Red – the magnificent conclusion to Kieslowski’s Three Colors Trilogy

My Top 10 Foreign Films Released in Their Home Country in 1994:

  1. Three Colors: Red
  2. Three Colors: White
  3. Eat Drink Man Woman
  4. Mina Tannenbaum
  5. Queen Margot
  6. Il Postino
  7. Before the Rain
  8. Burnt by the Sun
  9. To Live
  10. La Separation

Being smart is sexy: Jennifer Jason Leigh as Dorothy Parker

Nighthawk Notables:

  • Best Film to Watch Over and Over:  Clerks
  • Best Line  (comedic):  “Thirty-seven.  My girlfriend sucked thirty-seven dicks.”  “In a row?”  Brian O’Halloran and Mike Belicose in Clerks
  • Best Line  (dramatic):  “I’m tryin real hard to be the shepherd.”  Samuel L. Jackson in Pulp Fiction
  • Best Opening:  Four Weddings and a Funeral
  • Best Ending:  The Lion King
  • Best Scene:  Orson Welles scene in Ed Wood
  • Best Use of a Song:  “C’est la vie” in Pulp Fiction
  • Best Ensemble:  Four Weddings and a Funeral
  • Funniest Film:  Clerks
  • Most Over-Rated Film:  Reality Bites
  • Worst Film:  North
  • Worst Sequel:  Major League II
  • Worst Film I Saw in the Theater:  Mixed Nuts
  • Best Guilty Pleasure:  Maverick
  • Performance to Fall in Love With:  Irene Jacob in Three Colors: Red
  • Sexiest Performance:  Jennifer Jason Leigh in Mrs. Parker and the Vicious Circle
  • Highest Attractiveness / Acting Ability Ratio:  Andie MacDowell in Four Weddings and a Funeral
  • Best Soundtrack:  Clerks
  • Best Soundtrack to a Bad Film:  Reality Bites
  • Read the Book, SKIP the Film:  The House of the Spirits
  • Coolest Performance:  Samuel L. Jackson in Pulp Fiction
  • Best Original Song from a Bad Film:  “Stay” from Reality Bites
  • Best Cameo:  Vincent D’Onofrio in Ed Wood
  • Best Animated Character Performance:  Nathan Lane in The Lion King

Film History:  Pulp Fiction amazes crowds at Cannes, winning the Palme d’Or, and becomes the most influential film in a generation.  Hoop Dreams becomes the most talked about documentary in years, and, like the last great talked about documentary, Roger and Me, fails to earn an Oscar nomination.  Frank Wells dies in a helicopter accident, causing the chain of events that will lead Jeffrey Katzenberg to leave Disney.  Steven Spielberg, Jeffrey Katzenberg and David Geffen form Dreamworks SKG.  The Independent Film Channel is launched.  With 3 films in the top 16 of the year, Jim Carrey becomes a box office star overnight.  John Candy dies in March.  Burt Lancaster and Raul Julia both die in October.  Peter Cushing dies on 11 August.  It is the watershed years for raters on the IMDb – The Shawshank Redemption has been the #1 film for most of the IMDb’s existence and the five Best Picture nominees average 325,000 votes each – over double the average for any other year.  Clerks, Hoop Dreams and Spanking the Monkey all win awards at Sundance, but What Happened Was wins the Grand Jury Prize.  Pulp Fiction wins Best Picture, Director, Screenplay and Actor at the Independent Spirit Awards.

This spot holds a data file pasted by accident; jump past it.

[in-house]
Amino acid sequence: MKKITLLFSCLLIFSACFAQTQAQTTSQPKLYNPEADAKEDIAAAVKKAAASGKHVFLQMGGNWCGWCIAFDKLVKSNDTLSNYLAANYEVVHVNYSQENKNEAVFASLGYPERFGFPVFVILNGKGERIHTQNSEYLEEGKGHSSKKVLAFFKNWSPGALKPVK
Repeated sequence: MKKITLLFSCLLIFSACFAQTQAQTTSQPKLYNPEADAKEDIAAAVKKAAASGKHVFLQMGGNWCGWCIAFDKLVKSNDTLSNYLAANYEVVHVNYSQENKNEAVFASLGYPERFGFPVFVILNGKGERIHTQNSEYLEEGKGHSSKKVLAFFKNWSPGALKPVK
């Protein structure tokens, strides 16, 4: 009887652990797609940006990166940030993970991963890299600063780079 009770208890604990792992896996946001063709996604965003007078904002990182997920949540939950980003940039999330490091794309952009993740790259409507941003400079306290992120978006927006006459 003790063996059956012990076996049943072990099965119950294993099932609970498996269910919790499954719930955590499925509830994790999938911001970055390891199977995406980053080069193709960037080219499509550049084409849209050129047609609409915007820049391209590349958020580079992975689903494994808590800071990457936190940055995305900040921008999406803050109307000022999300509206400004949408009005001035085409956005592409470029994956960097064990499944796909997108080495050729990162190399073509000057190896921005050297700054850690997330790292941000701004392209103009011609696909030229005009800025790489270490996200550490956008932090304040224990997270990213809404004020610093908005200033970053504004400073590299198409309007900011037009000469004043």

Academy Awards:  The Oscars are full of controversy.  Not only does Forrest Gump wipe away critical fave Pulp Fiction, but Hoop Dreams fails to earn a Best Documentary nomination, Red is disqualified by the Foreign Film committee for not being a majority Swiss production and Linda Fiorentino’s performance in The Last Seduction is declared ineligible because the film played first on television (because it couldn’t get a theatrical release at the time).  Forrest Gump has the most nominations since 1966 (13) while Four Weddings and a Funeral has the fewest nominations for a Best Picture nominee since 1951 (2).  Woody Allen becomes the first writer/director to get nominated for Director and Screenplay without a Best Picture nomination four times.  Forrest Gump becomes the 13th Best Picture winner to get nominated for all five major technical awards (Editing, Cinematography, Score, Sound, Art Direction), but only the second to fail to win more than one (All About Eve is the other).  For the only time in Academy history (even up until today) no film is nominated from France, Italy, Japan or Germany for the second year in a row.  Russia wins its (so far) only Oscar (as opposed to the three won by the Soviet Union).  Ang Lee has a film nominated for Best Foreign Film for the second year in a row.  Both of Krzysztof Kieslowski’s films are submitted but Red is rejected and White fails to be nominated.  For the first time, all five of the countries that had made up the defunct Yugoslavia submit films with Before the Rain, the submission from Macedonia, receiving a nomination.  The Best Picture nominees tie a record with three of them failing to win an Oscar.  The year sets two records with its Best Picture nominees – fewest wins outside of the Best Picture film (1) and fewest wins by all five films combined (7 – tied in 1999 and 2005).  For the only time since the seventies no film released in December is nominated for Best Picture.  For the first time since 1980 and only third time ever no film from Warner Bros. or 20th Century-Fox is nominated for Best Picture – the first of three years straight that this will happen.  Forrest Gump becomes only the second Best Picture winner (after Ben-Hur) to win Best Visual Effects.  It is the first Best Picture winner to be nominated for Visual Effects since 1970 and the first to be nominated for Sound Effects Editing since 1967.

After choosing the best film three years in a row, the Academy hits a rut.  In the first 66 years, the Academy only chooses the worst of the nominated films five times.  But here they begin a trend, choosing the worst film three of the next four years and six times in the next 12 years; this is more of a shame here because this is the best year for Best Picture nominees to this time and I still rank it 3rd all-time.  Then they make it worse by giving Oscars to pieces of crap like Speed and Legends of the Fall.  They reward the performances in The Client and Tom & Viv and the songs in The Paper and Junior.  But look the list of films that don’t earn a single nomination: Death and the Maiden, Clerks, The Crow and White.  And, while they give Ed Wood two Oscars, they don’t nominate it for Picture, Director, Adapted Screenplay, Actor or Cinematography (which it won four critics awards for).  They nominate Heavenly Creatures for its Screenplay (rightfully) but not for its incredible effects.  They nominate the costumes in Maverick rather than the centuries worth of costumes in Interview with the Vampire.  And they nominate those horrible songs from Junior and The Paper but not any of the songs from Clerks or The Crow.  Oh, and don’t even get me started on Foreign Film.